A sensor that attaches to the teeth will connect wirelessly to a mobile device and will send data on the glucose, salt, and alcohol intake. This wireless sensor will track what you eat, allowing you to monitor, in real-time, how much sugar, alcohol, or salt you eat. This device was developed by the scientists from the Faculty of Engineering at Tufts University, in the US, and could have great importance in both personal/professional healthcare and clinical research.
A consequent research revealed that this new device represents just the start for future similar devices which will be able to record data about more other substances and nutrients from foods and beverages, as well as of the physiological states.
“In theory, we can modify the bioreactive layer in these sensors to target other chemicals, we are only limited by our creativity,” says one of the study’s authors.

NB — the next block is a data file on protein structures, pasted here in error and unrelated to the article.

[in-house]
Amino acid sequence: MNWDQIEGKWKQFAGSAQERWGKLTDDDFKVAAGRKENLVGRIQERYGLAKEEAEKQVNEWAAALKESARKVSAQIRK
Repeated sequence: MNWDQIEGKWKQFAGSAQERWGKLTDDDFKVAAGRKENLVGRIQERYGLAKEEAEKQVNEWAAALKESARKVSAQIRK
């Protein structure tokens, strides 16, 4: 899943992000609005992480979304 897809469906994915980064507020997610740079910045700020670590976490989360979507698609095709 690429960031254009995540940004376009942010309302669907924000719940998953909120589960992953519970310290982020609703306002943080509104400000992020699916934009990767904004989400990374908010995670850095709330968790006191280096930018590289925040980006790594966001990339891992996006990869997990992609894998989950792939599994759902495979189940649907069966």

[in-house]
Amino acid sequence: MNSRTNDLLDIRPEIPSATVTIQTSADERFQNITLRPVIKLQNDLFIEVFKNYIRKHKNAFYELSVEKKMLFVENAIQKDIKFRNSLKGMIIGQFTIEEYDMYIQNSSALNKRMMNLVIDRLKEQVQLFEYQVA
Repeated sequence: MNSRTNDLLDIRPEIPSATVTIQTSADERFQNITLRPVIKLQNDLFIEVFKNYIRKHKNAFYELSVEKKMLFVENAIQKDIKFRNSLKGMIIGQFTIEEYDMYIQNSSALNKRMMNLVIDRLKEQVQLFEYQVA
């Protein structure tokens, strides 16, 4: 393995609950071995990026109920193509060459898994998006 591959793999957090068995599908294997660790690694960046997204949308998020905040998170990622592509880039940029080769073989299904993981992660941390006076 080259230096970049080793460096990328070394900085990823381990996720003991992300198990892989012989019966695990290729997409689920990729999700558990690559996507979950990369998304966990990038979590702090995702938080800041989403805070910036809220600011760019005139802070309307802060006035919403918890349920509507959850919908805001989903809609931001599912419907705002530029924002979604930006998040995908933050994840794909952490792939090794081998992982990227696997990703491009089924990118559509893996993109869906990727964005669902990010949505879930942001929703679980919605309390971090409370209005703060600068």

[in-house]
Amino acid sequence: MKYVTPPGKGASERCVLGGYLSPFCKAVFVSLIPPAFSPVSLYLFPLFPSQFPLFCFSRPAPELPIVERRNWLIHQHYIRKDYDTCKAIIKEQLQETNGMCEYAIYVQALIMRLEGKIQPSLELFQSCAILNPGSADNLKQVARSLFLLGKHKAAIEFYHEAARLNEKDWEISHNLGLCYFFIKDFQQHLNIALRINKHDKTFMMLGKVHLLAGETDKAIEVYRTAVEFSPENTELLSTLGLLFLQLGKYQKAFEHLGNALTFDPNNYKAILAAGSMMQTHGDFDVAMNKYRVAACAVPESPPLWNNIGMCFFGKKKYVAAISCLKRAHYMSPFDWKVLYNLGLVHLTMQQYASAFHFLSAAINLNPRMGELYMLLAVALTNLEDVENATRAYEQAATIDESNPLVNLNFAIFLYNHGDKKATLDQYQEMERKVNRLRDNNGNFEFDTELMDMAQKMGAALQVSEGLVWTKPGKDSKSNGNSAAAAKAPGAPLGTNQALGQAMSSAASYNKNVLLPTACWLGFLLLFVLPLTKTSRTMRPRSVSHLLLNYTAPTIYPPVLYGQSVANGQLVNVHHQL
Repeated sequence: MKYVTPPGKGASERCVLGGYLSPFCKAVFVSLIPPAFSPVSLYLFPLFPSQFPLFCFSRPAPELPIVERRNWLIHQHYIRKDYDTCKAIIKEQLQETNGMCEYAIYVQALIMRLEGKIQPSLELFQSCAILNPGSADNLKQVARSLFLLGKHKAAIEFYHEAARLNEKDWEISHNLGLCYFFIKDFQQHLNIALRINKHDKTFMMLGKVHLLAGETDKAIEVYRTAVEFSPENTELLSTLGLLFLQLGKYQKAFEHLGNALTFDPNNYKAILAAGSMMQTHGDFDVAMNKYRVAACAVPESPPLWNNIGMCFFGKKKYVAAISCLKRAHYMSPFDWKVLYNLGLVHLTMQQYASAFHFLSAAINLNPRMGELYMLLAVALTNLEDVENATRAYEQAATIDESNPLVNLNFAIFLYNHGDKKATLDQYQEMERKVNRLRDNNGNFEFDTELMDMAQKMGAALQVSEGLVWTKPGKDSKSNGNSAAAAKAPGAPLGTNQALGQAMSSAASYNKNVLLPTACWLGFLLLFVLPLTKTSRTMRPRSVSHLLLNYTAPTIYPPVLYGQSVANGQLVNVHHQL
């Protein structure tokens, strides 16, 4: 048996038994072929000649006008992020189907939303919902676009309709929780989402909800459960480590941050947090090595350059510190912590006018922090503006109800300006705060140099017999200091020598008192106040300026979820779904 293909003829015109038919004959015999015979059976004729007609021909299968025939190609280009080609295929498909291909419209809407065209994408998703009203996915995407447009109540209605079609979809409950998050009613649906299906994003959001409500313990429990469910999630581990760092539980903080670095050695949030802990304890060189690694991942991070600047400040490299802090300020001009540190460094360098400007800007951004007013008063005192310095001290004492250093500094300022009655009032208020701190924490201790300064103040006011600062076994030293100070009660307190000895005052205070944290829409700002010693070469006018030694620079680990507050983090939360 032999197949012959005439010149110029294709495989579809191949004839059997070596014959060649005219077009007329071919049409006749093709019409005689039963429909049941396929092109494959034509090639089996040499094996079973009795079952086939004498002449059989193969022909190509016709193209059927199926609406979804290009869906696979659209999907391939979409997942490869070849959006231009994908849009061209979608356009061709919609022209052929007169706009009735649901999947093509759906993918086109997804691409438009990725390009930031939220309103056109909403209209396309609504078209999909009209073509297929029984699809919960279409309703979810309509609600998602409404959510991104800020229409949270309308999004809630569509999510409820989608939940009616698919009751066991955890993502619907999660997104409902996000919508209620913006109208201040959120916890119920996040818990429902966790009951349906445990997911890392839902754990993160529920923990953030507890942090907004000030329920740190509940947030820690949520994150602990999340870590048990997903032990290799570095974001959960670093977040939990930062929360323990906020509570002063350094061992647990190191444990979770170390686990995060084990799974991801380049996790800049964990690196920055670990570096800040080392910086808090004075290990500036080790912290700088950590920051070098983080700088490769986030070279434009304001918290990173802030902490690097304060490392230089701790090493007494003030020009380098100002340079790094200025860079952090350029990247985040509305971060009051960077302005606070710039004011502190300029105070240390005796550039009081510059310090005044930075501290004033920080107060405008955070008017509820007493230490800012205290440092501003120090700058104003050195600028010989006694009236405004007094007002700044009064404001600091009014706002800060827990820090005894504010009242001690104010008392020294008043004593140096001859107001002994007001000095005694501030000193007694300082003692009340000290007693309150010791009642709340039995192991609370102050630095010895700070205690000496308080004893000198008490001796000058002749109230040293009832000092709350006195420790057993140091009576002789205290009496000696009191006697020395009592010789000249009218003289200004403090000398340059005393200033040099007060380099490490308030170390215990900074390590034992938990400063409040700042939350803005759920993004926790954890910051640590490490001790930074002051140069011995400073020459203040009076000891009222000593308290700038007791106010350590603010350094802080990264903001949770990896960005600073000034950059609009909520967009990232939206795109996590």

This medical gadget is small adaptable and send the data wirelessly
Older portable devices for measuring dietary intake were presenting a whole bunch of disadvantages, including the need for mounting a mouth guard and the multitude of wires. Besides, the sensors were degrading at an accelerated pace and needed frequent replacements.
The researchers needed a much easier-to-use device and they designed this sensor which is only 2mm X 2mm in size and is made of a flexible material that makes it easier to be attached to the surface of a tooth.
Even more, the sensor transmits the data wirelessly.
“We have extended the common radiofrequency identification (RFID) technology to a package of sensors that can dynamically read and transmit information about the environment, whether attached to a tooth, skin or any other surface,” explained Frank C. Double, a professor of engineering at the same Tufts University.
The sensor can be attached to a tooth and will track how much glucose, salt, or alcohol you eat and will wirelessly send the reading to your smartphone.